Restless legs syndrome (RLS) is a sensory-motor disorder in which cortical, subcortical, brainstem and spinal cord generators have been suggested to be neurophysiologically involved. Accordingly, most studies have shown changes of cortical-subcortical and spinal circuits functioning, usually resulting in an enhanced excitability and decreased inhibition [1]. In particular, it has been hypothesized that RLS symptoms may be due to a dysfunction of inhibitory dopaminergic projections from hypothalamic area A11 to dorsal horn cells. This may result in disinhibition of sensory inputs to the dorsal horn, thus leading to increased activity in the somatosensory tracts of the spinal cord and subliminal muscle preactivation. Based on electrophysiological and polysomnographic results, it was suggested that periodic leg movements (PLMs) in RLS also result from this spinal hyperexcitability [2]. Nevertheless, a diminished central inhibition may contribute to the excitation state of the segmental spinal pathways. Most of the studies using transcranial magnetic stimulation (TMS) highlight an involvement of supra-spinal motor inhibitory mechanisms in RLS, and, conversely, make a cortical origin of PLMs rather unlikely. Indeed, TMS measures that are thought to reflect mostly the excitability of inhibitory GABAergic intracortical circuits (i.e. the cortical silent period and the intracortical inhibition) were reported to be decreased in several studies on RLS, being reversed after dopaminergic treatment in many cases (for a comprehensive review, see [3]). This finding was attributed to an impairment of the subcortical dopaminergic system and was proposed to reflect a disruption of GABA-mediated intracortical pathways [3]. Impaired inhibition at the TMS level is in agreement with the observation of a hyperarousal state in RLS patients, who show increased EEG high frequencies during both the sleep onset period and the quiet wakefulness preceding sleep [4]. Although TMS does not provide hallmark of a disease, the set of abnormalities observed in RLS might be considered to be somewhat specific of this sleep disorder rather than being a general consequence of sleep architecture alteration. This hypothesis is supported by the distinct changes of responses at TMS recently found in RLS compared to patients with obstructive sleep apnea syndrome, probably related with the different neurophysiological substrates underlying these two disorders [5]. Other investigations have also pointed out a dysfunctional motor skill learning process after experimentally-induced sleep fragmentation in RLS, reversible with dopaminergic treatment, suggesting a dopamine-mediated alteration in sensory-motor cortical plasticity. In addition, TMS allowed also to study the circadian changes in cortical excitability in RLS, demonstrating the possible predominant loss of subcortical inhibition at night time [3]. Interestingly, it is noteworthy that abnormal peripheral nerve function can affect spinal activity and its supraspinal connections. In this context, data from the evaluation of H-reflex, blink reflex, cutaneous silent period or quantitative sensory testing in RLS might support the pathophysiological hypothesis of spinal cord hyperexcitability, although alone they are not sufficiently accurate for the evaluation of the single subject. It should also be noted that iron 2 deficiency anemia does not seem to cause changes in the peripheral nerves, spinal cord and brainstem electrophysiological activity. Finally, further insights come from recent investigations using non-invasive stimulation techniques. For instance, transcutaneous direct current stimulation has proved to be a painless way to reduce spinal cord excitability [6], whereas repetitive TMS of the motor cortical areas is able to induce the release of dopamine in the putamen [7], and, in turn, probably enhance the descending inhibitory pathway and prevent abnormal central somatosensory processing [8]. Although the preliminary value of the results, these non-pharmacological tools showed to be effective in modulating neural excitability in RLS patients, together with subjective clinical improvement [9,10], thus possibly expanding the therapeutic repertoire for RLS. Taken together, all the available findings “from muscle to cortex”, i.e., peripheral reflexes enhancement, altered spinal interneuronal activity, cortical-subcortical structures disinhibition, and the response to neuromodulatory techniques, conclude for the presence of a specific electrophysiological profile in RLS. Therefore, from a pure neurophysiological prospective, RLS arises at different levels of the nervous system networks encompassing somatosensory perception and motion [1], and result in a modified, possibly temporary and circadian, excitability of a complex cortical-spinal drive.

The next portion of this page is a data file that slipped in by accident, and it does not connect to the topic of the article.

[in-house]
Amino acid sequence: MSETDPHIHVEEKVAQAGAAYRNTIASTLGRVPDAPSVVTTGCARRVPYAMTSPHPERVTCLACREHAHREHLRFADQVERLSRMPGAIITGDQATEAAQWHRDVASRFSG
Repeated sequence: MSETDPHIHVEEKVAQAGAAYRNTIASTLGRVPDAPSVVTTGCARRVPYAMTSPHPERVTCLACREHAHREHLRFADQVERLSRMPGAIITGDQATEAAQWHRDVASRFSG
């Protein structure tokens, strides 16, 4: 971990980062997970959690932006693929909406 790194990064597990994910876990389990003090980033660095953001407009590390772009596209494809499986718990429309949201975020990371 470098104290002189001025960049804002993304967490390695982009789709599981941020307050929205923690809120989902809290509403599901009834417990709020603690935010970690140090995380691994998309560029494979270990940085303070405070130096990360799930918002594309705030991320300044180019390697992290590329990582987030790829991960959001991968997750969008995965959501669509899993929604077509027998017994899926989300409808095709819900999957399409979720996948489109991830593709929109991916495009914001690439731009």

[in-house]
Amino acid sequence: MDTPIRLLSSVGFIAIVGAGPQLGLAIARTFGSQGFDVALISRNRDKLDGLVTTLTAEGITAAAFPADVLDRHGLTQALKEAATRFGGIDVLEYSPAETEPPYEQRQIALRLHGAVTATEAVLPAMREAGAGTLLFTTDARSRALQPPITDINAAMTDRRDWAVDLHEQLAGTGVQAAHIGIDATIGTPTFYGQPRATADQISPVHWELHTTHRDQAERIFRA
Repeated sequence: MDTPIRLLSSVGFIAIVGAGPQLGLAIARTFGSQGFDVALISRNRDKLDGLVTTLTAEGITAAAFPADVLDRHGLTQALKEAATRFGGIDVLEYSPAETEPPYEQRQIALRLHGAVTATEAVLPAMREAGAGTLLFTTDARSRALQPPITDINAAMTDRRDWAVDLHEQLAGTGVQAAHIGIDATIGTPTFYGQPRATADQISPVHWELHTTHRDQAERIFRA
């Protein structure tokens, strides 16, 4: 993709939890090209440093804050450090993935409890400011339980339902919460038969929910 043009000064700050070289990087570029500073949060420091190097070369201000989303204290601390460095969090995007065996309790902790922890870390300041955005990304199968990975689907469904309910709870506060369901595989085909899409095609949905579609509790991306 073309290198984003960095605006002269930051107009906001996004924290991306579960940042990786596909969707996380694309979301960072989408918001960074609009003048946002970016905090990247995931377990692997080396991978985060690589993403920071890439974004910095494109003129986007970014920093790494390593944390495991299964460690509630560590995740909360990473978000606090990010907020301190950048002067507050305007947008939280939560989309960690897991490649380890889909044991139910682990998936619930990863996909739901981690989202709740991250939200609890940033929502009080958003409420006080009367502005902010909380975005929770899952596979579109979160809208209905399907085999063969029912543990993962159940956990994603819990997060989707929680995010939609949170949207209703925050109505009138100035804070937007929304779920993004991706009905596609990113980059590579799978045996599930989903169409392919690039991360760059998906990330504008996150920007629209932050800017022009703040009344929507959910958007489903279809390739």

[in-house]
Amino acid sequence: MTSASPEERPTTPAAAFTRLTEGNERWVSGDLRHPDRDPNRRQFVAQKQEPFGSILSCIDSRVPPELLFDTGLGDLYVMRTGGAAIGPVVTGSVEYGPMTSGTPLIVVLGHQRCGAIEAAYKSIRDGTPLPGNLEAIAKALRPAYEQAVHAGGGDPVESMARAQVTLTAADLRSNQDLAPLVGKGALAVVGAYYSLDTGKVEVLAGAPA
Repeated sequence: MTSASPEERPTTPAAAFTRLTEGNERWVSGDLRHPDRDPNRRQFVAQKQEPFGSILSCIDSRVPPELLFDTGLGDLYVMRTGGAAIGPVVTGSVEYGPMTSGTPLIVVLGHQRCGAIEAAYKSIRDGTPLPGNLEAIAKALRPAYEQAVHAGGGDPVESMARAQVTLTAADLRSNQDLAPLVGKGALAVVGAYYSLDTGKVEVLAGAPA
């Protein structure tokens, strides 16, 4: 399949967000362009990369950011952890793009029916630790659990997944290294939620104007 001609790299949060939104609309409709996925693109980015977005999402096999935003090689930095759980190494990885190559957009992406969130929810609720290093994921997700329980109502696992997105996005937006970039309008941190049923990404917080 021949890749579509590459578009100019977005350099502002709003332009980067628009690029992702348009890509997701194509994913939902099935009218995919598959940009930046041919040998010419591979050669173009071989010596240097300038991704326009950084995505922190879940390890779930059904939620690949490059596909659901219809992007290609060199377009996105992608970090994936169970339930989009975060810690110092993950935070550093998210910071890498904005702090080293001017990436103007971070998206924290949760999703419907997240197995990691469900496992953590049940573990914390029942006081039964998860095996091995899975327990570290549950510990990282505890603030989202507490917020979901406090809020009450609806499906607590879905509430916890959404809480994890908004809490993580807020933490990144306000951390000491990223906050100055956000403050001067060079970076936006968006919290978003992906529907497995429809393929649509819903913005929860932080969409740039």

File in questo prodotto:
Non ci sono file associati a questo prodotto.

I documenti in IRIS sono protetti da copyright e tutti i diritti sono riservati, salvo diversa indicazione.

Utilizza questo identificativo per citare o creare un link a questo documento: http://hdl.handle.net/20.500.11769/372436
Citazioni
  • ???jsp.display-item.citation.pmc??? ND
  • Scopus ND
  • ???jsp.display-item.citation.isi??? ND
social impact